“Ohio is a popular destination for tourists looking to explore Ohio’s natural beauty or visit our exciting attractions. We’re working to provide safe and reliable transportation as they travel through our state,” Marchbanks said. “To do that requires adequate funding and we’re thankful for the additional resources provided in the transportation budget to help us fulfill this mission.” 

Operators in ODOT’s new state-of-the-art traffic management center will be keeping their eye on more than 700 traffic cameras to ensure traffic is moving as smoothly as possible. They will also be posting traffic alerts to OHGO.com and over 130 digital highway message boards.

Canoemobile Watershed Festival

The Canoemobile Watershed Festival is at the Walbridge Park Boat Launch. TMACOG is coordinating the programming…..

All ages are invited to this free celebration of the great Maumee River watershed when Canoemobile comes to town, Saturday, June 29, 11 a.m. – 3 p.m.

On land, enjoy activity stations with information about the mammals of Ohio rivers; identify bugs and larva living in the river; learn how to manage stormwater in your yard; find out about marine debris and what you can do about it; meet other community partners; try out a food truck!

On the water, groups will explore the Maumee River from the big canoes of Wilderness Inquiry. Expert paddlers will provide all safety gear for a fun, safe trip on the big river. Each canoe can take a whole group of family and friends, up to 10 people in each canoe. Learn about local history, the ecology of northwest Ohio, wildlife on the river, and more.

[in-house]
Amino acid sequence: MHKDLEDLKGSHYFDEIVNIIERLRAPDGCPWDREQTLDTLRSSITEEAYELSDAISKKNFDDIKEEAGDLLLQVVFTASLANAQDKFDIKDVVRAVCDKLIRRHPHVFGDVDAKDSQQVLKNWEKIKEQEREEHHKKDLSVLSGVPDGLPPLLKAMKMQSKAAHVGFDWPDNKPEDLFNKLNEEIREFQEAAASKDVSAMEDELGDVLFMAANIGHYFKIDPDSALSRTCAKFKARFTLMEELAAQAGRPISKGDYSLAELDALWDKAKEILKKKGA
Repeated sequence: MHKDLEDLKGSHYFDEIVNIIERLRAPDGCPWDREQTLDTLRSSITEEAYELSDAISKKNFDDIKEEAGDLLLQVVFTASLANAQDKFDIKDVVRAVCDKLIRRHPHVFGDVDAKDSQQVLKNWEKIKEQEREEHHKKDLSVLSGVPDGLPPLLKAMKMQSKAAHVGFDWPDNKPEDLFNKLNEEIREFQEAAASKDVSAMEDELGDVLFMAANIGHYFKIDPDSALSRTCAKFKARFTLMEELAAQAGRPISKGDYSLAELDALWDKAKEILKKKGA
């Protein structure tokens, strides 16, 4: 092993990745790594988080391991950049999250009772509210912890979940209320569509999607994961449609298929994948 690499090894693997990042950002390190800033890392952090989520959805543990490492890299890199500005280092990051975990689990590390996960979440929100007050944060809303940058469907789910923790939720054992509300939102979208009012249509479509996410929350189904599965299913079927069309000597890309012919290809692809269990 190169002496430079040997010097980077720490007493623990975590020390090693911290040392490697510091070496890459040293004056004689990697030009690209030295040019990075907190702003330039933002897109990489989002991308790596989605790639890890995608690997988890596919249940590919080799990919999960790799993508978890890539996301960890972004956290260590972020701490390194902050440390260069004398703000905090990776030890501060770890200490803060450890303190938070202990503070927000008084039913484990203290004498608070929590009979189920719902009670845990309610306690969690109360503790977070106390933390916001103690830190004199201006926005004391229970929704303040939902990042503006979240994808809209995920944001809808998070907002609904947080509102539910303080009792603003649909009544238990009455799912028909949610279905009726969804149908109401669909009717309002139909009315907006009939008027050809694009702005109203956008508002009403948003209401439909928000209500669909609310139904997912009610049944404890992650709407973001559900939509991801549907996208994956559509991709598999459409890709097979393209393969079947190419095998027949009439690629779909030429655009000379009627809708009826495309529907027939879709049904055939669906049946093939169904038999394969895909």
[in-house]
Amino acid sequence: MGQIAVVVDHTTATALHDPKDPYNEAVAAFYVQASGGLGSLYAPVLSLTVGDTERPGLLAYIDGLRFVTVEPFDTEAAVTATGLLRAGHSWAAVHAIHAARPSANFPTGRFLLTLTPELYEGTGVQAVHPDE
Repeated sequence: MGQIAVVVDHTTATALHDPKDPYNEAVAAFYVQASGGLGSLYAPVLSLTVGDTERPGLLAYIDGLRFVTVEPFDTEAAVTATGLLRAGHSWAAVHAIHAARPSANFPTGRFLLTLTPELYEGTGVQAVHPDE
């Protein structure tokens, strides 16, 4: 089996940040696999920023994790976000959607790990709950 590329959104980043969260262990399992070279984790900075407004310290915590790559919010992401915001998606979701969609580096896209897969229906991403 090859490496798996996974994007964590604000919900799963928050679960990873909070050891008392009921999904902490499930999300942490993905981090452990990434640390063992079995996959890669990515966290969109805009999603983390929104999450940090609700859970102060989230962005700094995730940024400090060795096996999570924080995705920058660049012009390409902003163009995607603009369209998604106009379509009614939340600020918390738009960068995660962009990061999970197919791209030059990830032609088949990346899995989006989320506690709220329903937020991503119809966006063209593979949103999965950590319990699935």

The Canoemobile Watershed Festival is at the Walbridge Park Boat Launch, behind the Toledo Zoo parking lot on Broadway. Free parking on site.

Canoemobile is a program of Wilderness Inquiry, which is based in Minneapolis, MN. The original version of the program began in Minneapolis in 2008 as a way to engage urban youth in outdoor activities. 2019 will be the first time Canoemobile has come to Toledo.


The Toledo Metropolitan Area Council of Governments (TMACOG) is coordinating the programming with partners working throughout the greater Toledo area. Funding is through the U.S. EPA Urban Waters program.

Summertime is Peak Time for Thunder and Lightning Storms

Lightning Safety Awareness Week is June 23-29


COLUMBUS, OH – In an annual coordinated effort with the National Weather Service (NWS), the Ohio Committee for Severe Weather Awareness is promoting June 23-29 as National Lightning Safety Awareness Week and encourages all Ohioans to know what to do before, during and after thunderstorms, and to practice severe weather safety and preparedness throughout the summer.

Although lightning strikes can occur at any time during the year, summertime is usually peak season for thunder and lightning storms. Since the inception of Lightning Safety Awareness Week, lightning fatalities in the U.S. have dropped from about 50 per year to an average of 30 or less per year. The NWS attributes this reduction to this weather safety campaign and to a greater awareness of lightning danger, and people seeking safe shelter when thunderstorms threaten.

As of Friday June 14, four people have died after being struck by lightning in the United States this year. In 2018, there were 20 lightning fatalities in a total of 10 states; no fatalities in Ohio (NWS 2019 Lightning Fatalities).

There is no safe place outside when thunderstorms are in the area. If you hear thunder, you are likely within striking distance of the storm. Lightning safety is can save your life.

When thunder roars, go indoors!” Stop outdoor activities and seek safe shelter immediately.

The NWS and the Ohio Committee for Severe Weather Awareness encourage Ohioans to prepare for thunder and lightning storms – and all severe weather events.

Thunder & Lightning Safety Information:

  • Listen to current weather reports on local TV or radio stations, or use a battery-operated NOAA Weather Radio. Be aware of changing weather conditions. Severe thunderstorms can produce hail, damaging winds and/or tornadoes.